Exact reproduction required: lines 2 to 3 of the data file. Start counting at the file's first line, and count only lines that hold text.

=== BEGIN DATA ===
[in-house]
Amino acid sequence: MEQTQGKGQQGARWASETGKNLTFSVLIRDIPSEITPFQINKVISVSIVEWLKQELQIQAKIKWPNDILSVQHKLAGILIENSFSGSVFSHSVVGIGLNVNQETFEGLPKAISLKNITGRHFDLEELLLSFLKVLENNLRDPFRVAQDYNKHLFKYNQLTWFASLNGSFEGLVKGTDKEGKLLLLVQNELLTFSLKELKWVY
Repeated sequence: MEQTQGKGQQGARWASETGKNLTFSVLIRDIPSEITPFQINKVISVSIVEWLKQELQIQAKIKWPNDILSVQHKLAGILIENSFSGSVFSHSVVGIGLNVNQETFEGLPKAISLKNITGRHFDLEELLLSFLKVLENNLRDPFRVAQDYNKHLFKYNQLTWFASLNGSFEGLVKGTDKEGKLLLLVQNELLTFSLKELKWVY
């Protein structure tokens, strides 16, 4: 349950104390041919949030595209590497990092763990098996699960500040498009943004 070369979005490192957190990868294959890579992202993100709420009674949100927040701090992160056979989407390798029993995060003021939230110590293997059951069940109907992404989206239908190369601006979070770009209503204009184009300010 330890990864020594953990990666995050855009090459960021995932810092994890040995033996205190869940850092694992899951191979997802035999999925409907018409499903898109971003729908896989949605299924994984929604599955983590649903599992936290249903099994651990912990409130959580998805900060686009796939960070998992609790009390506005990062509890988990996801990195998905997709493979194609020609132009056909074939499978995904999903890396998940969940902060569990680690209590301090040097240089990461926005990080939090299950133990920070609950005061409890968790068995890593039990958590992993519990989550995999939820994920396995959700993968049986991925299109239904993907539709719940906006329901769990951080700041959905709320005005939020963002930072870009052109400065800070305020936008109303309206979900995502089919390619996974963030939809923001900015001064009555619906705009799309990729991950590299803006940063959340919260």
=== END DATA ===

Amino acid sequence: MEQTQGKGQQGARWASETGKNLTFSVLIRDIPSEITPFQINKVISVSIVEWLKQELQIQAKIKWPNDILSVQHKLAGILIENSFSGSVFSHSVVGIGLNVNQETFEGLPKAISLKNITGRHFDLEELLLSFLKVLENNLRDPFRVAQDYNKHLFKYNQLTWFASLNGSFEGLVKGTDKEGKLLLLVQNELLTFSLKELKWVY
Repeated sequence: MEQTQGKGQQGARWASETGKNLTFSVLIRDIPSEITPFQINKVISVSIVEWLKQELQIQAKIKWPNDILSVQHKLAGILIENSFSGSVFSHSVVGIGLNVNQETFEGLPKAISLKNITGRHFDLEELLLSFLKVLENNLRDPFRVAQDYNKHLFKYNQLTWFASLNGSFEGLVKGTDKEGKLLLLVQNELLTFSLKELKWVY